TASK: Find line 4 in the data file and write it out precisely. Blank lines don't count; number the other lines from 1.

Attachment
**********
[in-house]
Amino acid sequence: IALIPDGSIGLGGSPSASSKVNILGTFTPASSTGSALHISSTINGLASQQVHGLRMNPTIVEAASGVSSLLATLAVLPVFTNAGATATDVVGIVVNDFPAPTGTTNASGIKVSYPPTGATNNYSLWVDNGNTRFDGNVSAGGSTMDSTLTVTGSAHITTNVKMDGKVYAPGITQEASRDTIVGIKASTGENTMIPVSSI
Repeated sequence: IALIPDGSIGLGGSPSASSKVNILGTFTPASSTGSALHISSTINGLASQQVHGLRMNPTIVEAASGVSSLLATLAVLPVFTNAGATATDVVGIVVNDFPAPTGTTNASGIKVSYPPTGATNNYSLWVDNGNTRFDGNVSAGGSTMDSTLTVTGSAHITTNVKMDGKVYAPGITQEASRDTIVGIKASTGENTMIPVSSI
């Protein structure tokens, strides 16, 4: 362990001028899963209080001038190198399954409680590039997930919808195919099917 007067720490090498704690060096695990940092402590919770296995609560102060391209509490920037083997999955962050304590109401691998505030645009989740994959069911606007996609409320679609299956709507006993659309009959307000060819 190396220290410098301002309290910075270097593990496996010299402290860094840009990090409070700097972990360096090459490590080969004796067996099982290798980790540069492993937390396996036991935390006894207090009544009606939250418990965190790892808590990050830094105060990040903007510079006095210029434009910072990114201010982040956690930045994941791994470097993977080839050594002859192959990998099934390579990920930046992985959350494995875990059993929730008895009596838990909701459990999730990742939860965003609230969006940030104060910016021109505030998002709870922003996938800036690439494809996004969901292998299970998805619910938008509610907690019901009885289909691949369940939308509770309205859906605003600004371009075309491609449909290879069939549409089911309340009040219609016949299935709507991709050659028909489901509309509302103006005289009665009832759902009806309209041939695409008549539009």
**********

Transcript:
């Protein structure tokens, strides 16, 4: 362990001028899963209080001038190198399954409680590039997930919808195919099917 007067720490090498704690060096695990940092402590919770296995609560102060391209509490920037083997999955962050304590109401691998505030645009989740994959069911606007996609409320679609299956709507006993659309009959307000060819 190396220290410098301002309290910075270097593990496996010299402290860094840009990090409070700097972990360096090459490590080969004796067996099982290798980790540069492993937390396996036991935390006894207090009544009606939250418990965190790892808590990050830094105060990040903007510079006095210029434009910072990114201010982040956690930045994941791994470097993977080839050594002859192959990998099934390579990920930046992985959350494995875990059993929730008895009596838990909701459990999730990742939860965003609230969006940030104060910016021109505030998002709870922003996938800036690439494809996004969901292998299970998805619910938008509610907690019901009885289909691949369940939308509770309205859906605003600004371009075309491609449909290879069939549409089911309340009040219609016949299935709507991709050659028909489901509309509302103006005289009665009832759902009806309209041939695409008549539009």